Weaning: “What do i need to know to get started?”
Stacey Zimmels from FeedEatSpeak is a feeding & swallowing specialist and Speech and Language Therapist
Weaning is the gradual transition from all milk feeds to eating solids alongside milk. There are lots of different ways you can wean your baby, below I’ll try and guide you with the options and my preferences based on my professional expertise and experiences with my own two children.
You should wait until your baby is showing weaning readiness cues. These typically occur at around 6 months of age. Your baby should be sitting up, showing an interest in others eating and reaching and taking food to their mouth. Your baby should also be able to take food to the back of their mouth and swallow it – rather than pushing it back out with their tongue. If you start but then realise your baby is not read then stop and try again a week later.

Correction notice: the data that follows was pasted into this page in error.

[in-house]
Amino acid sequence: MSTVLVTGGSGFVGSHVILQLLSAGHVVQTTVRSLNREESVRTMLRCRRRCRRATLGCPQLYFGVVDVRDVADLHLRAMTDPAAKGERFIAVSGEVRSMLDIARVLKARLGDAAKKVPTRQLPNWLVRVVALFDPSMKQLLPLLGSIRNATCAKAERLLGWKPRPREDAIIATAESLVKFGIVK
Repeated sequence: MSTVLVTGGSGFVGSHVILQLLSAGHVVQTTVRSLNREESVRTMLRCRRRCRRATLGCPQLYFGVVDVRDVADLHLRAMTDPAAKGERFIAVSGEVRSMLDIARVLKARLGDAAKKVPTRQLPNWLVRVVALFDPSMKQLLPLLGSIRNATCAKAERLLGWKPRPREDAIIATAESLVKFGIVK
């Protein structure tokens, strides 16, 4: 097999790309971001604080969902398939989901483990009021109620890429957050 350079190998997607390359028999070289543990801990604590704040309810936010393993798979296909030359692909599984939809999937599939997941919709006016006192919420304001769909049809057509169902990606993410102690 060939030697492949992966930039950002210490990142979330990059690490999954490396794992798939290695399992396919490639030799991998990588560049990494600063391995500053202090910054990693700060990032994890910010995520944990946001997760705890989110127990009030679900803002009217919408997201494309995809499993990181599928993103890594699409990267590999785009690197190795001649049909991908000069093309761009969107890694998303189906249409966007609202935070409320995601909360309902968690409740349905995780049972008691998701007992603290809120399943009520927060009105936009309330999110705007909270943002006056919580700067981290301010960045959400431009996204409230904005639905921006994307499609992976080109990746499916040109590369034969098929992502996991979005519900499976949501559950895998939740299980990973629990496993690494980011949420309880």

Weaning is a gradual process and the first weeks and months are about having positive experiences, learning to eat, being exposed to a range of tastes and receiving the different nutrient’s that food offers. Follow your baby’s lead and go at the pace that suits them the best.
Begin with one meal a day and choose to give this at a time when your child is well rested and not too hungry.
Offer milk first.
You can offer different meals at different times of the day. Do what works best for you and your baby.
You can choose to follow baby lead weaning, spoon feed or do a mixture of both spoon feeding and finger feeding
From 6 months you can offer most foods including protein, dairy, fish, meat, carbs and egg as well as fruit and vegetables
Your baby can have tap water from 6 months. Offer water with each meal. From an open cup or a free-flowing spouted beaker. Avoid non-spill beakers.
Your baby should eat in a highchair at the family table. Try and eat something with your baby when they eat.
I have two children and two very different weaning experiences.
Head over to FeedEatSpeak for more feeding and fussy eating tips.